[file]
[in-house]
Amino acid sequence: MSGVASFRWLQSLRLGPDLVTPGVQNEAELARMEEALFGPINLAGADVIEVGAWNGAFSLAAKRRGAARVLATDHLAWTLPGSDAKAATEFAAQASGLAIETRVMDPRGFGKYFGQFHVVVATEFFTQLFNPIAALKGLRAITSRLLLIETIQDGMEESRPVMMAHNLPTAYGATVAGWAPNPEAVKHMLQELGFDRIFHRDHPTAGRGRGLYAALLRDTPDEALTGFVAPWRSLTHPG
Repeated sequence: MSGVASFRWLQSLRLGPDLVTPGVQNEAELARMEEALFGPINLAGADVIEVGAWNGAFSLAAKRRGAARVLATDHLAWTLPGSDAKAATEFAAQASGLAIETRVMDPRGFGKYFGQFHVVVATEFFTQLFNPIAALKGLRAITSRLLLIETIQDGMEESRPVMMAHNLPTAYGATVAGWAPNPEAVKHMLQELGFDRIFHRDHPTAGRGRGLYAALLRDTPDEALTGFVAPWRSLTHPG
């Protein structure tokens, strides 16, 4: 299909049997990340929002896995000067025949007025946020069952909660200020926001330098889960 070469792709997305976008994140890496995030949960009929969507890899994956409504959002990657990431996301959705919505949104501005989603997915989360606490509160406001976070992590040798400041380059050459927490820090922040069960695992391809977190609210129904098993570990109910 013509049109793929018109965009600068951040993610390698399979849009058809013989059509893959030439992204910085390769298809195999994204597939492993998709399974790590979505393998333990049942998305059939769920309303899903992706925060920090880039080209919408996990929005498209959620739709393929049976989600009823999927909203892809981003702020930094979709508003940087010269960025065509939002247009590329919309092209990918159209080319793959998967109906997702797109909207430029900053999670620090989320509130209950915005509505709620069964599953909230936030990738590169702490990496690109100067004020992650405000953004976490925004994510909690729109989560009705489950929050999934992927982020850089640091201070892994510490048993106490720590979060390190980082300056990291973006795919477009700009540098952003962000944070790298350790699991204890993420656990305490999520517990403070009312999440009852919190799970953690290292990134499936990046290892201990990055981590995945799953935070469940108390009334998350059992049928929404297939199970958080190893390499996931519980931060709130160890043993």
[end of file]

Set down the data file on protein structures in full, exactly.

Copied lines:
[in-house]
Amino acid sequence: MSGVASFRWLQSLRLGPDLVTPGVQNEAELARMEEALFGPINLAGADVIEVGAWNGAFSLAAKRRGAARVLATDHLAWTLPGSDAKAATEFAAQASGLAIETRVMDPRGFGKYFGQFHVVVATEFFTQLFNPIAALKGLRAITSRLLLIETIQDGMEESRPVMMAHNLPTAYGATVAGWAPNPEAVKHMLQELGFDRIFHRDHPTAGRGRGLYAALLRDTPDEALTGFVAPWRSLTHPG
Repeated sequence: MSGVASFRWLQSLRLGPDLVTPGVQNEAELARMEEALFGPINLAGADVIEVGAWNGAFSLAAKRRGAARVLATDHLAWTLPGSDAKAATEFAAQASGLAIETRVMDPRGFGKYFGQFHVVVATEFFTQLFNPIAALKGLRAITSRLLLIETIQDGMEESRPVMMAHNLPTAYGATVAGWAPNPEAVKHMLQELGFDRIFHRDHPTAGRGRGLYAALLRDTPDEALTGFVAPWRSLTHPG
């Protein structure tokens, strides 16, 4: 299909049997990340929002896995000067025949007025946020069952909660200020926001330098889960 070469792709997305976008994140890496995030949960009929969507890899994956409504959002990657990431996301959705919505949104501005989603997915989360606490509160406001976070992590040798400041380059050459927490820090922040069960695992391809977190609210129904098993570990109910 013509049109793929018109965009600068951040993610390698399979849009058809013989059509893959030439992204910085390769298809195999994204597939492993998709399974790590979505393998333990049942998305059939769920309303899903992706925060920090880039080209919408996990929005498209959620739709393929049976989600009823999927909203892809981003702020930094979709508003940087010269960025065509939002247009590329919309092209990918159209080319793959998967109906997702797109909207430029900053999670620090989320509130209950915005509505709620069964599953909230936030990738590169702490990496690109100067004020992650405000953004976490925004994510909690729109989560009705489950929050999934992927982020850089640091201070892994510490048993106490720590979060390190980082300056990291973006795919477009700009540098952003962000944070790298350790699991204890993420656990305490999520517990403070009312999440009852919190799970953690290292990134499936990046290892201990990055981590995945799953935070469940108390009334998350059992049928929404297939199970958080190893390499996931519980931060709130160890043993």